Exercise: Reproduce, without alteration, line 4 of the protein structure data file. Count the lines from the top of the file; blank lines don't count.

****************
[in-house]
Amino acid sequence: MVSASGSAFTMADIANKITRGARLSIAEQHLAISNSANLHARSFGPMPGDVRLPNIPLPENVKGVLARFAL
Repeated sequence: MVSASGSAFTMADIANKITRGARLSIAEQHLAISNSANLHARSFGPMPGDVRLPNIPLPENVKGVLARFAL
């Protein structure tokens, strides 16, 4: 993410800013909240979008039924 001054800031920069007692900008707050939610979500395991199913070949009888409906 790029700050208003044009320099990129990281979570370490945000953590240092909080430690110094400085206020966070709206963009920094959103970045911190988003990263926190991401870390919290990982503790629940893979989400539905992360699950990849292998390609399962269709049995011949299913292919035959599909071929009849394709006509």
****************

């Protein structure tokens, strides 16, 4: 993410800013909240979008039924 001054800031920069007692900008707050939610979500395991199913070949009888409906 790029700050208003044009320099990129990281979570370490945000953590240092909080430690110094400085206020966070709206963009920094959103970045911190988003990263926190991401870390919290990982503790629940893979989400539905992360699950990849292998390609399962269709049995011949299913292919035959599909071929009849394709006509």